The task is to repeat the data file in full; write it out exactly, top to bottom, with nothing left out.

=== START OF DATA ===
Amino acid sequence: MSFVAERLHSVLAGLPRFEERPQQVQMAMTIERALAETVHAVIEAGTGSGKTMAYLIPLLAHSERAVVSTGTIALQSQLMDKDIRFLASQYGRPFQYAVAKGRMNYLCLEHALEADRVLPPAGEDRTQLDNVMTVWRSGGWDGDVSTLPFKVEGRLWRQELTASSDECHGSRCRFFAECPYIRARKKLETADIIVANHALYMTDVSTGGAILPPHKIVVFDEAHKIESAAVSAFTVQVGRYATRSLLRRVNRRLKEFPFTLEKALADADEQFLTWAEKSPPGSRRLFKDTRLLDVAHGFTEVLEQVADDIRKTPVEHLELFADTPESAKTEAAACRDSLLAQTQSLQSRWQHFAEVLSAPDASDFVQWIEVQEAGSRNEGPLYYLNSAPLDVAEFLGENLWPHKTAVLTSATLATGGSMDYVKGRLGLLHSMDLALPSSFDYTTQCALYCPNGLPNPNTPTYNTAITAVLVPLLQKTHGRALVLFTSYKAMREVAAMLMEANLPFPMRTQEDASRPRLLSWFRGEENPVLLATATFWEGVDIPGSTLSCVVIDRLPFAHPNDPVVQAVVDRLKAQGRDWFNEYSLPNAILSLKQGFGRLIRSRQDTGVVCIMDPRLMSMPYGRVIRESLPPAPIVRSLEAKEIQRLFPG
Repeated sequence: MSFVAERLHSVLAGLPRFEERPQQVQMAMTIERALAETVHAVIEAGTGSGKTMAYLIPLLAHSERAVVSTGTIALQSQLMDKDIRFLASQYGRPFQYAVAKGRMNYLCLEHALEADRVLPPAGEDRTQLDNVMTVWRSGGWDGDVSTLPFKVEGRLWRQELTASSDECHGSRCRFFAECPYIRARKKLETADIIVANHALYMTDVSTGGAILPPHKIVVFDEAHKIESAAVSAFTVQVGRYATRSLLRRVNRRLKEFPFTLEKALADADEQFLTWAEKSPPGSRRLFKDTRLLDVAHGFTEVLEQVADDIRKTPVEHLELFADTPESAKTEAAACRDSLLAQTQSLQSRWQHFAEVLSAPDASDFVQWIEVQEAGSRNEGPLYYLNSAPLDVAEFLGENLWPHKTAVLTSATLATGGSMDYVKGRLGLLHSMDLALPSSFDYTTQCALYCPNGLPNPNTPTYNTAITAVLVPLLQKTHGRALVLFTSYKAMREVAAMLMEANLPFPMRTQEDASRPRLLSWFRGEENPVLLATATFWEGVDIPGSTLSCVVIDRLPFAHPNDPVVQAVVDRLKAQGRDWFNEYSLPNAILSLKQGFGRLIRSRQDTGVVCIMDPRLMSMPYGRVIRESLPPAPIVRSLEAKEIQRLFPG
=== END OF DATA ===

Amino acid sequence: MSFVAERLHSVLAGLPRFEERPQQVQMAMTIERALAETVHAVIEAGTGSGKTMAYLIPLLAHSERAVVSTGTIALQSQLMDKDIRFLASQYGRPFQYAVAKGRMNYLCLEHALEADRVLPPAGEDRTQLDNVMTVWRSGGWDGDVSTLPFKVEGRLWRQELTASSDECHGSRCRFFAECPYIRARKKLETADIIVANHALYMTDVSTGGAILPPHKIVVFDEAHKIESAAVSAFTVQVGRYATRSLLRRVNRRLKEFPFTLEKALADADEQFLTWAEKSPPGSRRLFKDTRLLDVAHGFTEVLEQVADDIRKTPVEHLELFADTPESAKTEAAACRDSLLAQTQSLQSRWQHFAEVLSAPDASDFVQWIEVQEAGSRNEGPLYYLNSAPLDVAEFLGENLWPHKTAVLTSATLATGGSMDYVKGRLGLLHSMDLALPSSFDYTTQCALYCPNGLPNPNTPTYNTAITAVLVPLLQKTHGRALVLFTSYKAMREVAAMLMEANLPFPMRTQEDASRPRLLSWFRGEENPVLLATATFWEGVDIPGSTLSCVVIDRLPFAHPNDPVVQAVVDRLKAQGRDWFNEYSLPNAILSLKQGFGRLIRSRQDTGVVCIMDPRLMSMPYGRVIRESLPPAPIVRSLEAKEIQRLFPG
Repeated sequence: MSFVAERLHSVLAGLPRFEERPQQVQMAMTIERALAETVHAVIEAGTGSGKTMAYLIPLLAHSERAVVSTGTIALQSQLMDKDIRFLASQYGRPFQYAVAKGRMNYLCLEHALEADRVLPPAGEDRTQLDNVMTVWRSGGWDGDVSTLPFKVEGRLWRQELTASSDECHGSRCRFFAECPYIRARKKLETADIIVANHALYMTDVSTGGAILPPHKIVVFDEAHKIESAAVSAFTVQVGRYATRSLLRRVNRRLKEFPFTLEKALADADEQFLTWAEKSPPGSRRLFKDTRLLDVAHGFTEVLEQVADDIRKTPVEHLELFADTPESAKTEAAACRDSLLAQTQSLQSRWQHFAEVLSAPDASDFVQWIEVQEAGSRNEGPLYYLNSAPLDVAEFLGENLWPHKTAVLTSATLATGGSMDYVKGRLGLLHSMDLALPSSFDYTTQCALYCPNGLPNPNTPTYNTAITAVLVPLLQKTHGRALVLFTSYKAMREVAAMLMEANLPFPMRTQEDASRPRLLSWFRGEENPVLLATATFWEGVDIPGSTLSCVVIDRLPFAHPNDPVVQAVVDRLKAQGRDWFNEYSLPNAILSLKQGFGRLIRSRQDTGVVCIMDPRLMSMPYGRVIRESLPPAPIVRSLEAKEIQRLFPG